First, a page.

“Let’s gather in millions to take down the dictators,” activist Khin Sandar wrote on Facebook, according to Reuters.
Kyi Toe, a senior member of Suu Kyi’s National League for Democracy (NLD) party who has not been arrested, said: “Let’s march en masse. Let’s show our force against the coup government that has destroyed the future of youth, the future of our country.”
The United Nations special rapporteur on human rights in Myanmar, Tom Andrews, said he was “terrified” of the potential for violence if the planned mass protests and military troops converge.
“I fear that Wednesday has the potential for violence on a greater scale in Myanmar than we have seen since the illegal takeover of the government on February 1,” said Andrews.
Andrews said he had received reports of soldiers being transported into Yangon from outlying regions.
“In the past, such troop movements preceded killings, disappearances, and detentions on a mass scale,” he said. “We could be on the precipice of the military committing even greater crimes against the people of Myanmar.”
Soldiers from the Myanmar military’s light infantry divisions (LIDs) — long documented to be engaged in human rights abuses — have been seen in the country’s largest city, Yangon, in the past week.
These elite counter-insurgency forces come under direct orders from Myanmar military’s commander-in-chief, Min Aung Hlaing, and they have been accused of human rights violations, carrying out violent campaigns against ethnic minority armed groups and civilians, and have a history of brutally crushing protests.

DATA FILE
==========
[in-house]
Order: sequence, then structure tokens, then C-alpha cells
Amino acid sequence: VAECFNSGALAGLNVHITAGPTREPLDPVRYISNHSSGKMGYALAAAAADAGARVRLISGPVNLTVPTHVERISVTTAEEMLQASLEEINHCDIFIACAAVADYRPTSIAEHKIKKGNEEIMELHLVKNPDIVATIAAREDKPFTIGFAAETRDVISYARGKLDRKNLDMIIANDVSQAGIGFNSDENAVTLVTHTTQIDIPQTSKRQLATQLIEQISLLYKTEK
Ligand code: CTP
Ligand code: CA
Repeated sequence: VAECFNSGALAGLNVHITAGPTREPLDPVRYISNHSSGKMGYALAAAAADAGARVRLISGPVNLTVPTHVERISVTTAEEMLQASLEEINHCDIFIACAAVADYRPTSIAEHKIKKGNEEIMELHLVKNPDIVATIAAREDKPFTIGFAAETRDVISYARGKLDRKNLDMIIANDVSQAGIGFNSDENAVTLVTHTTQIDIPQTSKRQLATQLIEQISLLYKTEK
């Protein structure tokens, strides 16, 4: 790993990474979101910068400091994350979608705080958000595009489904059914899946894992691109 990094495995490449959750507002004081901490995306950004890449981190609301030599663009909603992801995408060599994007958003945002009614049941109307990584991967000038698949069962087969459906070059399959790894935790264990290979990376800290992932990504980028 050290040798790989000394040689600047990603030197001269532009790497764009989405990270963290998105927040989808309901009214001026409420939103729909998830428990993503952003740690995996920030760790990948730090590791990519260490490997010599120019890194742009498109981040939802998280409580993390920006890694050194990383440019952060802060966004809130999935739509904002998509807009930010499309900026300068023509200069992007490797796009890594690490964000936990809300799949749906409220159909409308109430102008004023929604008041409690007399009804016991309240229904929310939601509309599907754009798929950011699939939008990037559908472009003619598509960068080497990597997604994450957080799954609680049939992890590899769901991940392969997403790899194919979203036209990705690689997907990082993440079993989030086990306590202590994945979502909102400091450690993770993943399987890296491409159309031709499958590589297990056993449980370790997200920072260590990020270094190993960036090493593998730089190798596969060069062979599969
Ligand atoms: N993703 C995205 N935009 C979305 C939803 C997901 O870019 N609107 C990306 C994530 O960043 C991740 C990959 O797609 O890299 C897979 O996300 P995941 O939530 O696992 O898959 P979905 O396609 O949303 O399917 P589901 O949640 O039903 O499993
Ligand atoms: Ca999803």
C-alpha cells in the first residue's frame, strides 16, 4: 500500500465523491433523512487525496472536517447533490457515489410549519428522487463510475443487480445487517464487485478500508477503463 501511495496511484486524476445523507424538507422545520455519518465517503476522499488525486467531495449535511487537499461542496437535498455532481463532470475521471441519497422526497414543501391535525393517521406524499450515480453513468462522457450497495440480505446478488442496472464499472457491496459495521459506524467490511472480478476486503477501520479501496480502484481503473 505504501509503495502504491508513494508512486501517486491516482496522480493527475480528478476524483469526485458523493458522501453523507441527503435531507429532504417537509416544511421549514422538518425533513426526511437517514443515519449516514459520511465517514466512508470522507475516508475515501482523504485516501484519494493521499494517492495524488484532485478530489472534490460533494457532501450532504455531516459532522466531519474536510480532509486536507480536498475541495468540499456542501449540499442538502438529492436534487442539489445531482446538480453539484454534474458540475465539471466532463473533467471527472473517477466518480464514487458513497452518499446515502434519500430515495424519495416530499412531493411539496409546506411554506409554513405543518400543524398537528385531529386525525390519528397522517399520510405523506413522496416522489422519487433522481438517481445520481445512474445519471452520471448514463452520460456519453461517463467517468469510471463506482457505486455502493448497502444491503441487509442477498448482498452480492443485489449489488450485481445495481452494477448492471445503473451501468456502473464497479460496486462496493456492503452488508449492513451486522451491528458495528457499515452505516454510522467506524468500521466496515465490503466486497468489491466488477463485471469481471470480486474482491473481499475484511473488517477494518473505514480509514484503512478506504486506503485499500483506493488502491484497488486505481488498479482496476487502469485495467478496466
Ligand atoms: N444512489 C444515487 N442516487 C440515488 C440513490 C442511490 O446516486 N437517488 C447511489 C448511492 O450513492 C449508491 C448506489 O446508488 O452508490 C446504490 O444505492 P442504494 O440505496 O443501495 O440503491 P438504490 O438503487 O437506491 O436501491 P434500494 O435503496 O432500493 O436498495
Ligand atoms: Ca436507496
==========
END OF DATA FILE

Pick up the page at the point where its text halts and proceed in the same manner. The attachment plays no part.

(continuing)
Conflict-ready infantry troops trained to fight ethnic rebels in the jungles and mountains and who now appear armed on city streets is cause for worry, analysts say.
“These light infantry divisions, these are the ones to be concerned about,” said Human Rights Watch researcher on crisis and conflict Richard Weir. “These are the kinds of units that can be deployed very quickly to city streets.”
Weir described the LIDs as an “expeditionary force that goes out when other units aren’t able to handle a certain situation.”
It is unclear how big of a presence these soldiers have in Yangon. So far clashes between security forces and protesters have been isolated skirmishes.